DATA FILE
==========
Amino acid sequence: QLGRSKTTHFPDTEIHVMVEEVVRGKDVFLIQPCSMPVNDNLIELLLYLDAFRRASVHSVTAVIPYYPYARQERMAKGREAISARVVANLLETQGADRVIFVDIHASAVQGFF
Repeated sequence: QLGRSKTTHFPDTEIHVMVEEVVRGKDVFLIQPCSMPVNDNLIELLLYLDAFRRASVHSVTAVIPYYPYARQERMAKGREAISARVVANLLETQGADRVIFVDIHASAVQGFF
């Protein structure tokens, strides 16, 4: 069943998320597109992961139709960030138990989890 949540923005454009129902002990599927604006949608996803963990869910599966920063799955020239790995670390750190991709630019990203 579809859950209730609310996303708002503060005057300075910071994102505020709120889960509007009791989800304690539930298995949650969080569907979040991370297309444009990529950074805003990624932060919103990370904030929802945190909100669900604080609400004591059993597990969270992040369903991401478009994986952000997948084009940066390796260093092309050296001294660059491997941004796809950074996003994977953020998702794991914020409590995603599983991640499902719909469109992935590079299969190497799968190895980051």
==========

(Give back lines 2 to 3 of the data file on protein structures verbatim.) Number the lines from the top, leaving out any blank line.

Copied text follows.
Repeated sequence: QLGRSKTTHFPDTEIHVMVEEVVRGKDVFLIQPCSMPVNDNLIELLLYLDAFRRASVHSVTAVIPYYPYARQERMAKGREAISARVVANLLETQGADRVIFVDIHASAVQGFF
């Protein structure tokens, strides 16, 4: 069943998320597109992961139709960030138990989890 949540923005454009129902002990599927604006949608996803963990869910599966920063799955020239790995670390750190991709630019990203 579809859950209730609310996303708002503060005057300075910071994102505020709120889960509007009791989800304690539930298995949650969080569907979040991370297309444009990529950074805003990624932060919103990370904030929802945190909100669900604080609400004591059993597990969270992040369903991401478009994986952000997948084009940066390796260093092309050296001294660059491997941004796809950074996003994977953020998702794991914020409590995603599983991640499902719909469109992935590079299969190497799968190895980051």